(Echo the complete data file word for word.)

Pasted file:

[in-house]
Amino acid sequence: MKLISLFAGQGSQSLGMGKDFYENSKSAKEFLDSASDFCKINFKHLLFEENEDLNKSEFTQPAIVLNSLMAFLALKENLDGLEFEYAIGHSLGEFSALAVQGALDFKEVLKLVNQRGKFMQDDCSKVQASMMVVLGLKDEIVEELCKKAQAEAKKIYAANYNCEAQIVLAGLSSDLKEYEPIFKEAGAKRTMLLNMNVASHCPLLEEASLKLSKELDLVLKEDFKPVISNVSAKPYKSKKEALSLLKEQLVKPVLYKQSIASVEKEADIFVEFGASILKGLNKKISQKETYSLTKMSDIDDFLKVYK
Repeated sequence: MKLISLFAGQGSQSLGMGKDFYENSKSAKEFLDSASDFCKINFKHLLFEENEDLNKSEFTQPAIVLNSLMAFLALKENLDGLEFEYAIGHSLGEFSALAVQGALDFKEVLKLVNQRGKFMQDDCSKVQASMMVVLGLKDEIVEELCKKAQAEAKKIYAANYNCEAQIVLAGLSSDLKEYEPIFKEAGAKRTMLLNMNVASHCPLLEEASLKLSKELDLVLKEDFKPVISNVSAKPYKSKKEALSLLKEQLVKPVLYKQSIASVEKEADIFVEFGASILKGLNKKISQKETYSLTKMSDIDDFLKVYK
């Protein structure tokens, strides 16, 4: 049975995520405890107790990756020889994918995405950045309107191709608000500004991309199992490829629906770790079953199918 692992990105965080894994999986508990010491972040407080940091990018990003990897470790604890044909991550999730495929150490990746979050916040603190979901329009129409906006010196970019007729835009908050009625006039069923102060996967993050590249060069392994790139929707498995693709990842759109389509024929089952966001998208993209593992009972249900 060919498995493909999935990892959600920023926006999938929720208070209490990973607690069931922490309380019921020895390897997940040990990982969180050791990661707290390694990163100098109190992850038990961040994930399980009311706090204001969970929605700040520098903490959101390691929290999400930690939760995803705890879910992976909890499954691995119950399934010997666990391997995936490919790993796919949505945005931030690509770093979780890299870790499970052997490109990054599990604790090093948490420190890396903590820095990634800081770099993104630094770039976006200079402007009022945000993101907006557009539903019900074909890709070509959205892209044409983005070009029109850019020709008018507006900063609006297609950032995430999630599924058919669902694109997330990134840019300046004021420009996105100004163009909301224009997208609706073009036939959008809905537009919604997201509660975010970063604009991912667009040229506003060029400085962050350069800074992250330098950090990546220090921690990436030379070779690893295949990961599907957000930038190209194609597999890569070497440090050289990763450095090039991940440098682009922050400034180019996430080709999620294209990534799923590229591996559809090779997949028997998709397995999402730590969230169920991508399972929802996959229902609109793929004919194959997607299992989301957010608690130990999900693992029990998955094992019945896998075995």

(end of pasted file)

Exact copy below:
[in-house]
Amino acid sequence: MKLISLFAGQGSQSLGMGKDFYENSKSAKEFLDSASDFCKINFKHLLFEENEDLNKSEFTQPAIVLNSLMAFLALKENLDGLEFEYAIGHSLGEFSALAVQGALDFKEVLKLVNQRGKFMQDDCSKVQASMMVVLGLKDEIVEELCKKAQAEAKKIYAANYNCEAQIVLAGLSSDLKEYEPIFKEAGAKRTMLLNMNVASHCPLLEEASLKLSKELDLVLKEDFKPVISNVSAKPYKSKKEALSLLKEQLVKPVLYKQSIASVEKEADIFVEFGASILKGLNKKISQKETYSLTKMSDIDDFLKVYK
Repeated sequence: MKLISLFAGQGSQSLGMGKDFYENSKSAKEFLDSASDFCKINFKHLLFEENEDLNKSEFTQPAIVLNSLMAFLALKENLDGLEFEYAIGHSLGEFSALAVQGALDFKEVLKLVNQRGKFMQDDCSKVQASMMVVLGLKDEIVEELCKKAQAEAKKIYAANYNCEAQIVLAGLSSDLKEYEPIFKEAGAKRTMLLNMNVASHCPLLEEASLKLSKELDLVLKEDFKPVISNVSAKPYKSKKEALSLLKEQLVKPVLYKQSIASVEKEADIFVEFGASILKGLNKKISQKETYSLTKMSDIDDFLKVYK
């Protein structure tokens, strides 16, 4: 049975995520405890107790990756020889994918995405950045309107191709608000500004991309199992490829629906770790079953199918 692992990105965080894994999986508990010491972040407080940091990018990003990897470790604890044909991550999730495929150490990746979050916040603190979901329009129409906006010196970019007729835009908050009625006039069923102060996967993050590249060069392994790139929707498995693709990842759109389509024929089952966001998208993209593992009972249900 060919498995493909999935990892959600920023926006999938929720208070209490990973607690069931922490309380019921020895390897997940040990990982969180050791990661707290390694990163100098109190992850038990961040994930399980009311706090204001969970929605700040520098903490959101390691929290999400930690939760995803705890879910992976909890499954691995119950399934010997666990391997995936490919790993796919949505945005931030690509770093979780890299870790499970052997490109990054599990604790090093948490420190890396903590820095990634800081770099993104630094770039976006200079402007009022945000993101907006557009539903019900074909890709070509959205892209044409983005070009029109850019020709008018507006900063609006297609950032995430999630599924058919669902694109997330990134840019300046004021420009996105100004163009909301224009997208609706073009036939959008809905537009919604997201509660975010970063604009991912667009040229506003060029400085962050350069800074992250330098950090990546220090921690990436030379070779690893295949990961599907957000930038190209194609597999890569070497440090050289990763450095090039991940440098682009922050400034180019996430080709999620294209990534799923590229591996559809090779997949028997998709397995999402730590969230169920991508399972929802996959229902609109793929004919194959997607299992989301957010608690130990999900693992029990998955094992019945896998075995």